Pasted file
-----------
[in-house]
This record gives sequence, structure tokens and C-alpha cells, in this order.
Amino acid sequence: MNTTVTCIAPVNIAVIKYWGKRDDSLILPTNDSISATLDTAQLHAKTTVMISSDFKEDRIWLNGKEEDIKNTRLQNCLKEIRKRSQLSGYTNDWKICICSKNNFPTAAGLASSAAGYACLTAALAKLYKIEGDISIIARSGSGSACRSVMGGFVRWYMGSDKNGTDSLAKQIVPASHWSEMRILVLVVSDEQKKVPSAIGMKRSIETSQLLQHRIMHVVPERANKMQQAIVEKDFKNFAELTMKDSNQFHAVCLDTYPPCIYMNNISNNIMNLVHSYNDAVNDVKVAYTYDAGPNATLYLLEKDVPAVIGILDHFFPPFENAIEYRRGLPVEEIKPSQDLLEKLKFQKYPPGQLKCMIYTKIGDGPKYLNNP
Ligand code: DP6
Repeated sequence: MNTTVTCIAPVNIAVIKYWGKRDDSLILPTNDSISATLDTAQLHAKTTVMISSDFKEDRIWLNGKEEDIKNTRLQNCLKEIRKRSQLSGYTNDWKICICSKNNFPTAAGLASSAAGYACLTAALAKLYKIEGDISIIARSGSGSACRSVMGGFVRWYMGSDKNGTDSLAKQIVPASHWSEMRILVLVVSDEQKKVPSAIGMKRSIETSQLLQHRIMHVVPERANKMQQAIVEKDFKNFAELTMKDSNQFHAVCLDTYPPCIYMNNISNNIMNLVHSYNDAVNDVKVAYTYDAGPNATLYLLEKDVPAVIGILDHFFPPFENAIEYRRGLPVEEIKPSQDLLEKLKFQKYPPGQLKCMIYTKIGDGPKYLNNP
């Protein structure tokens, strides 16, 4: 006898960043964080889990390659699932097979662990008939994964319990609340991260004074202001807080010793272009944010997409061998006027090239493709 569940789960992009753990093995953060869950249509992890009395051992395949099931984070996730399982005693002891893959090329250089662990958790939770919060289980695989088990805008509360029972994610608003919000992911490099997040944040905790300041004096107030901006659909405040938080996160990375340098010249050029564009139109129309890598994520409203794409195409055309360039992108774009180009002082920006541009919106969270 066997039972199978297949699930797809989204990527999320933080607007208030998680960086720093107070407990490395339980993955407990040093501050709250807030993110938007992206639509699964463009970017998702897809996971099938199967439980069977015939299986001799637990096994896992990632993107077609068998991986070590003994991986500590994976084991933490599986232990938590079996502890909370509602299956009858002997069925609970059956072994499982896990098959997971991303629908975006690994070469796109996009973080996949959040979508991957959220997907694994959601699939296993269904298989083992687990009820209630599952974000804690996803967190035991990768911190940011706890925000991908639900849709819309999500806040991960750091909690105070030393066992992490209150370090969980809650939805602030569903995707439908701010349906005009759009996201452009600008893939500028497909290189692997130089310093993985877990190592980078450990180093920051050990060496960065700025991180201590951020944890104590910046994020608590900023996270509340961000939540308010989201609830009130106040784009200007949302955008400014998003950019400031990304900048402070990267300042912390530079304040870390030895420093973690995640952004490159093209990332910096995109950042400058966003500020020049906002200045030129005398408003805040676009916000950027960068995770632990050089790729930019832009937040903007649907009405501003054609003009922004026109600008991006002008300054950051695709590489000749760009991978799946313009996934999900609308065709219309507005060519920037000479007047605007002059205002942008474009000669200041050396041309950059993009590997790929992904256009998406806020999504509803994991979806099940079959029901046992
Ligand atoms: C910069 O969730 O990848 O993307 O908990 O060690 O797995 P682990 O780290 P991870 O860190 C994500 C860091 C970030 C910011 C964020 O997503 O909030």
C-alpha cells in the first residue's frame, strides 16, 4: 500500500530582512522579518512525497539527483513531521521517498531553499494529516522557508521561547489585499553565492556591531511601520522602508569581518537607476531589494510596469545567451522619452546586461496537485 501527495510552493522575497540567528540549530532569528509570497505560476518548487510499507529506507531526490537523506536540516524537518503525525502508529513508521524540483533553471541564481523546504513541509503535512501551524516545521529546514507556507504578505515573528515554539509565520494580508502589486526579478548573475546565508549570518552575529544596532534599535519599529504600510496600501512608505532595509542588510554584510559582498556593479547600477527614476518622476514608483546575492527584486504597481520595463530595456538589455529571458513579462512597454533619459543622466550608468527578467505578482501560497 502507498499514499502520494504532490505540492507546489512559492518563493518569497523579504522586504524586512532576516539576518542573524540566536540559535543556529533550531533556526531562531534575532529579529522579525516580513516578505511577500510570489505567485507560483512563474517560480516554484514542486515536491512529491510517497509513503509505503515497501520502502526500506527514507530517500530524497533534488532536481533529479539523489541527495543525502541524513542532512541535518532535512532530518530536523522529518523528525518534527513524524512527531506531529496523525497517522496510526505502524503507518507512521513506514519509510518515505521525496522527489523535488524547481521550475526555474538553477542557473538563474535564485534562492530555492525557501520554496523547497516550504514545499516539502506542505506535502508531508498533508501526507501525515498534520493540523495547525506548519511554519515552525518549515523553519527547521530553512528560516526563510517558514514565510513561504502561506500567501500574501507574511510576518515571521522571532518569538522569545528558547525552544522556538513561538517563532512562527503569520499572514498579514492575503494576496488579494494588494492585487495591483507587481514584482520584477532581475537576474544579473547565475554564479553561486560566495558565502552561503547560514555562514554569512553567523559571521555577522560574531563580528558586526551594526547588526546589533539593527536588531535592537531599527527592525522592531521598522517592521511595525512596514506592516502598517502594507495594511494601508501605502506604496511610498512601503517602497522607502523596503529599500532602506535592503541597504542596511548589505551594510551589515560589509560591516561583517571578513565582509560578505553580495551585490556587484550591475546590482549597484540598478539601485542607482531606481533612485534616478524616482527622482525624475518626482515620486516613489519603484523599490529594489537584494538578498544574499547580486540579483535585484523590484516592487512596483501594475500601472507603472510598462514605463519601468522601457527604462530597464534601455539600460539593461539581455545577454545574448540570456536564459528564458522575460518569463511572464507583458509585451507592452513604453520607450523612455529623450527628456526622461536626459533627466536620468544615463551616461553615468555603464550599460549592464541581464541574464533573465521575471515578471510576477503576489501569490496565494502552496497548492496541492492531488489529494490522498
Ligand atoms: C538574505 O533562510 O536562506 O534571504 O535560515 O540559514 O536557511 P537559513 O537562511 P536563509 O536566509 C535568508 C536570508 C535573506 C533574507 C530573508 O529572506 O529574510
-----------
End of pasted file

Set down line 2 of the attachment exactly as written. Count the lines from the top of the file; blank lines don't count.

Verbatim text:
This record gives sequence, structure tokens and C-alpha cells, in this order.